The CEOs of companies including Yelp, Airbnb, Spotify and the 3M (a long-standing Fortune 100 company) found out that hybrid does not work. Fully physical or fully remote is better than hybrid. However, fully remote helps the company save tons of real estate costs while enabling employees to be more productive and happier.
It looks like fully remote work is going to be the standard future of work and is becoming more attractive to more companies. If that is the case, companies need to have a platform to manage and engage remote employees effectively. However, not all companies can be fully remote but its good to know what learnings can be adapted and applied to suit each company and its workforce.
Stoppelman, who described hybrid work as the “worst of bothworlds” and even dubbed it “hell”, said physical offices in major cities in the US, including New York City, Chicago and Washington, DC, would close. Yelp is only keeping its San Francisco headquarters and Phoenix, Arizona outpost, transitioning to a 'hotelling' model where desks can be rented for the day. “Over time we came to realise that the future of work at Yelp is remote,” he wrote in a blog post.
Other companies are similarly doubling down on remote work. Airbnb, 3M, Spotify and
Lyft have all enshrined permanent home-working set-ups. Some firms, like Yelp, have also closed office space: in May, worker-for-hire app TaskRabbit completely closed all its offices, including its headquarters in San Francisco; in April, PayPal shuttered its San Francisco presence.
There can be huge upsides to moving in this direction, including meeting the desires
of workers who want to stay at home permanently as well as saving costs. But experts also say that banking on remote work in this way carries risk – especially since no-one is entirely sure if it will work, or what will happen next.
Frustration and strategy
“Hybrid work is really hard to manage,” says Frances Milliken, professor of management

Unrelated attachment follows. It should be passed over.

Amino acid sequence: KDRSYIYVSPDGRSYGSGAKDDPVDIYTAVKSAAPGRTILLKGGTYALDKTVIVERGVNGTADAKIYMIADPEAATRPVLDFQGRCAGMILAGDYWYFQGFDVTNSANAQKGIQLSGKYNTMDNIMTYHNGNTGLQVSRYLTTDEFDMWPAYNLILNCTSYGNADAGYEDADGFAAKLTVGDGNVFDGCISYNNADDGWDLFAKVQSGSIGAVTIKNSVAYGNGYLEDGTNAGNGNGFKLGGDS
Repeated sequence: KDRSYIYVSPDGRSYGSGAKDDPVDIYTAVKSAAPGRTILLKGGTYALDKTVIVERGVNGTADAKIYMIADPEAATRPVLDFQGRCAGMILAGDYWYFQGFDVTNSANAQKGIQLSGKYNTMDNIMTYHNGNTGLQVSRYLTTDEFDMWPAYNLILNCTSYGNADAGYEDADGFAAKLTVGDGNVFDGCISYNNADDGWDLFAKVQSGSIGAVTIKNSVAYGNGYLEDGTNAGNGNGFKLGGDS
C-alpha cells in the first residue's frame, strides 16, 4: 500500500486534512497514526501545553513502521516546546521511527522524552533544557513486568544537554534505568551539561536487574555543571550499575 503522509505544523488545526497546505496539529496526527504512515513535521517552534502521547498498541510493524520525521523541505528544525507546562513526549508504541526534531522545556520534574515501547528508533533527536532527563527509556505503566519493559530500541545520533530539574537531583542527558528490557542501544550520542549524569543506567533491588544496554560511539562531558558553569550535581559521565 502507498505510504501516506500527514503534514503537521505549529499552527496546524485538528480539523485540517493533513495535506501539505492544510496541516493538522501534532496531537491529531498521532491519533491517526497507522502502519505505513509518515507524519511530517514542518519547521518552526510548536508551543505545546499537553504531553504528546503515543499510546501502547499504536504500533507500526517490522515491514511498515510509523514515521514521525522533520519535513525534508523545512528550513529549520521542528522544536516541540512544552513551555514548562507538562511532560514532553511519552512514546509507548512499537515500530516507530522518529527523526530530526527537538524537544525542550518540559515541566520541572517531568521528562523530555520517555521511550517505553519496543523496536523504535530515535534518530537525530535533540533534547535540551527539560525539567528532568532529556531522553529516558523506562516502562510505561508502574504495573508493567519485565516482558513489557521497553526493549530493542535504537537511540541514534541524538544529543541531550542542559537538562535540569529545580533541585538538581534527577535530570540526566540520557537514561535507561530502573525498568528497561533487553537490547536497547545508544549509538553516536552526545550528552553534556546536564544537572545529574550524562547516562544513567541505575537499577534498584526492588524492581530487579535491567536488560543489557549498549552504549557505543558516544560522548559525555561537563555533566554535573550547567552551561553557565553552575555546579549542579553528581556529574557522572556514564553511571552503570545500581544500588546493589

at Stern School of Business, New York University. “There's a lot of scheduling complexity with hybrid work."
As some workers have returned to offices, the downsides of in-and-out hybrid schedules have started to become clearer, from awkward Zoom calls in conference rooms to emotional exhaustion for workers and logistical headaches ensuring team members are in the office at the same time.
Hybrid has been "a little bit of a mess", agrees Erik Gonzalez-Mulé, associate professor of organisational behaviour and human resources at Kelley School of Business, Indiana University, US. He says it's been a pain not only for companies trying to organise the hybrid schemes, but also for workers, who are experiencing whiplash after two years of working from home, when they had more autonomy than ever before.
A large portion of workers don’t want to lose this autonomy, companies know, so
doubling down on remote work may be a tactic to fight attrition and boost
worker engagement. After all, data shows a clear worker desire for remote work; in Yelp's case, 86% of respondents to an internal survey wanted to work remotely all or most of the time; only 1% are currently going into the office daily. Companies that double down are simply following the numbers, making sure their employees won’t leave for other remote-first jobs.
Milliken argues this is a primary reason some companies are shifting approaches – and
why fully remote set-ups may stick. Because while closing offices might seem like a point of no return, "I don't think this move is non-reversible –they could just go back into the cities and buy real estate,” she says. “I would think that it's non-reversible [because] workers won't want to go back into the office.”
If there are lots of interest, we can organize a CARROTS webinar or in-person talk to have a more in-depth discussion with other companies.